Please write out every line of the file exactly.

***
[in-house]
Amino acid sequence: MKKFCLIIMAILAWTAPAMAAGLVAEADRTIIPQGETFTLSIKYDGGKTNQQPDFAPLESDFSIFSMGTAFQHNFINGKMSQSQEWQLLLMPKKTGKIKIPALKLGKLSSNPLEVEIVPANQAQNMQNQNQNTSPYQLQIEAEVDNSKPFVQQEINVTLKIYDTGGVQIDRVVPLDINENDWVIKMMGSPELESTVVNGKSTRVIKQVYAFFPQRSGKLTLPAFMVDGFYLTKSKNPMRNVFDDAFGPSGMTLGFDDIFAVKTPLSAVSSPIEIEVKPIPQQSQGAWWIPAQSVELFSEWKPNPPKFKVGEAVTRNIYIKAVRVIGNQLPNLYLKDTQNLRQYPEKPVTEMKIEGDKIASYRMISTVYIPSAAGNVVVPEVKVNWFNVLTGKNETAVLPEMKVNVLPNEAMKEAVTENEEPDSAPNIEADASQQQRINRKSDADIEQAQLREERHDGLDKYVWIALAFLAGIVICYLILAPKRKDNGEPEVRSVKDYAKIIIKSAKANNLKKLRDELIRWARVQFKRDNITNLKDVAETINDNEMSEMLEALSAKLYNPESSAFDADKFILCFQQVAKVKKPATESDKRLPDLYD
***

[in-house]
Amino acid sequence: MKKFCLIIMAILAWTAPAMAAGLVAEADRTIIPQGETFTLSIKYDGGKTNQQPDFAPLESDFSIFSMGTAFQHNFINGKMSQSQEWQLLLMPKKTGKIKIPALKLGKLSSNPLEVEIVPANQAQNMQNQNQNTSPYQLQIEAEVDNSKPFVQQEINVTLKIYDTGGVQIDRVVPLDINENDWVIKMMGSPELESTVVNGKSTRVIKQVYAFFPQRSGKLTLPAFMVDGFYLTKSKNPMRNVFDDAFGPSGMTLGFDDIFAVKTPLSAVSSPIEIEVKPIPQQSQGAWWIPAQSVELFSEWKPNPPKFKVGEAVTRNIYIKAVRVIGNQLPNLYLKDTQNLRQYPEKPVTEMKIEGDKIASYRMISTVYIPSAAGNVVVPEVKVNWFNVLTGKNETAVLPEMKVNVLPNEAMKEAVTENEEPDSAPNIEADASQQQRINRKSDADIEQAQLREERHDGLDKYVWIALAFLAGIVICYLILAPKRKDNGEPEVRSVKDYAKIIIKSAKANNLKKLRDELIRWARVQFKRDNITNLKDVAETINDNEMSEMLEALSAKLYNPESSAFDADKFILCFQQVAKVKKPATESDKRLPDLYD